Diversity requires a common bottom line

Fascinating piece from Martin Wolf at the FT. Evidently he is not thinking of Northern Ireland, but there may be relevant lessons to be drawn from his argument. He praises British multiculturalism but warns that it has limits and that no political entity can hold with a certain number of key requisites to retain the loyality of its entire population:

Human beings, said Aristotle, are political animals. For a political community to flourish there must at least be agreement on the rules of the game. The notion of politics here is a broad one. It includes the methods for choosing the holders of executive, judicial and legislative power. It covers what they are entitled to do. It also concerns the rights of individuals against the state and fellow citizens. It concerns, in short, both the legitimacy and limits of power.

A society without agreement on these questions will be either repressive or on the verge of civil war. Alas, neither is an abnormal condition: much of Latin America oscillates between one state and the other. The UK, however, is quite different. It has a claim to be the most successful of today’s relatively large polities to have evolved from pre-modern times. Its political culture has sparked imitations across the globe, for it is the birthplace of parliamentary democracy.

What then is the contemporary political culture of this polity? First, political authority derives from the people, to whom the government is accountable and by whom it is elected. Second, the law is human, not divine. Third, people accept the outcome of elections as legitimate. Fourth, citizens have an obligation of obedience to legitimately exercised authority. Fifth, individuals not groups, have political rights. Sixth, individuals are free in their political and religious opinions. Seventh, adult citizens, both male and female, have equal political and legal rights.

  • Tom Griffin

    In a strange way, the demand that emigrants accept British values which has emerged in the wake of 7/7, may have given new impetus to the idea that Britain should adopt a written constitution.

    After all, if one makes that demand, certain consequences follow.

    It has to be clear what those ‘British values’ are. It has to be clear that there is a real national consensus behind them, and it has to be clear that the rights and obligations they establish apply to everybody, not just emigrants.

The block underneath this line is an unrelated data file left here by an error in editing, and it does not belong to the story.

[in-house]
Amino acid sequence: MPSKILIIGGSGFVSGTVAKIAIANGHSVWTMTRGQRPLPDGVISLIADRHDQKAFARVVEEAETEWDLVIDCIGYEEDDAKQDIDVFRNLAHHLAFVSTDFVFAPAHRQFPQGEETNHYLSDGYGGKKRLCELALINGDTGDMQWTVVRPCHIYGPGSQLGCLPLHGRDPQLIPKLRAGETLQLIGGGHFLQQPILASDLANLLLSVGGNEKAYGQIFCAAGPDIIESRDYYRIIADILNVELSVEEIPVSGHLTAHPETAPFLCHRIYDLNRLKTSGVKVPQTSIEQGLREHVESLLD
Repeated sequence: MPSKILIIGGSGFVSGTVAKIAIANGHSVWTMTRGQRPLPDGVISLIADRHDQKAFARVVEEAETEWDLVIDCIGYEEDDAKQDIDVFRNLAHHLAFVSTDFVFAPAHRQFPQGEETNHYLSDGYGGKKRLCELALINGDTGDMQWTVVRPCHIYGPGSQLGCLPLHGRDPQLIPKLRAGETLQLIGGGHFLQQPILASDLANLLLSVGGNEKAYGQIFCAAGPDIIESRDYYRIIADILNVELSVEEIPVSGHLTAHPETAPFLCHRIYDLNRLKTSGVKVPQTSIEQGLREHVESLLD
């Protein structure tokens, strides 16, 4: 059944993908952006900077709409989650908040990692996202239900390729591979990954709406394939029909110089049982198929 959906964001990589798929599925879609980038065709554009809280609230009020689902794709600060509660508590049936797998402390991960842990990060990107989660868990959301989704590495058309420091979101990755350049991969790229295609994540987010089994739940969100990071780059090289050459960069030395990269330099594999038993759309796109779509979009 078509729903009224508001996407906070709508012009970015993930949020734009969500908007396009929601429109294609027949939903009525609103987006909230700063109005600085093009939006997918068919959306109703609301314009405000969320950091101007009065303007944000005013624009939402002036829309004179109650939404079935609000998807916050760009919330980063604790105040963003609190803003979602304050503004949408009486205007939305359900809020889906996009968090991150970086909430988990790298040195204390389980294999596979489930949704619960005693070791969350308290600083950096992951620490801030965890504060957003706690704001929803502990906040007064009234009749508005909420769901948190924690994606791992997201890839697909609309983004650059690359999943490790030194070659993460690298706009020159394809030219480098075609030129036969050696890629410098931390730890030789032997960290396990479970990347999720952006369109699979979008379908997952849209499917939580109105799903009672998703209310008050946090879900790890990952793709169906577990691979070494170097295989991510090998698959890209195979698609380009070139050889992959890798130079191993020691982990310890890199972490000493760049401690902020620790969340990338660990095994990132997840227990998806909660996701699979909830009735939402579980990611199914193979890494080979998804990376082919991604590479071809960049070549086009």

The only way to do achieve all of that is through a written constitution, ratified by referendum.
    The seven principles which Martin Wolf suggests would make a good basis for such a document, but I’m not sure they are as well entrenched in current practice as he seems to think.

    English constitutional law does not recognise the sovereignty of the people, although Scottish law, interestingly, does.

    A written constitution would be easier to scrutinise than the current system, and might therefore require significant practical reform.
    I’m not sure how far these implications have been understood by the politicians who have been demanding that emigrants subscribe to British values.

    As far as NI is concerned, I suppose the GFA has been described as a kind of written constitution, although the Bill of Rights has yet to be delivered. It was ratified by referendum, and embodies a kind of popular sovereignty in the principle of consent.

  • Alan McDonald


    I agree. As a US citizen, I heartily endorse the written constitution.

    When the Ayatollah Khomeini sent Ronald Reagan a copy of the Koran, and Reagan reciprocated with a copy of the Bible, I said that the US President had made a grave error. He missed the opportunity to send the Ayatollah a copy of the US Constituion from which all American laws flow.

    As you might be aware, we are still dealing with US politicians who confuse our country with a theocracy.

  • heck

    Maybe someone will correct me but isn’t the basis of the British “constitution” (I know it doesn’t have one but you know what I mean) that political authority derives from the monarch -not the people. Honest Tony acts in the name of the queen, oaths are to the queen, and the monarch is the titular head of the church, the administration, the parliament, and the military.

    How can you say people are equal when you have a system of peers and commoners, and when you have a monarch?

    I like the Britain you describe Mick–a republic.

    By the way I agree with Alan about the benefits of a written constitution.

  • Ling

    For all the whinging about the monarchy and all the other traditional guff is said against Britain, life here(on the island of Britain at least) is far more fair, balanced and on the whole more in tune with the spirit of the Republics ideals than dear old corrupt Ireland.

    Lord knows it’s far from perfect, and has a few problems with tending to invade other countries from time to time among other things, but as far as life on the ground goes I’d rather be an Irish person in Leeds than an Irish person in Limerick.

    It’s rather a pity that in a lot of ways Northern Ireland instead of being a little bit of Britain in Ireland has become the The Imperial Dominance Ultra Mega Tories of 1910 Vs The Crackpot Socialist Revolutionaries of 1910.

    Well, more stayed, not become…

    Neither the BNP style culturaly intolerant Britain that the DUP espouse, nor the suffocating overcompensatingly green Socialist Workers Party with kneecapping style Ireland the Sinn Fein seem to represent, actually exists or if the population of either island remain the way they are will ever exist.

    Sad really.

  • D’Oracle

    ‘Lord knows it’s far from perfect.’..and so too do some of its subjects in places like Ahoghill, for example.

    Xenophobia is a much underdiagnosed condition.

    Sad really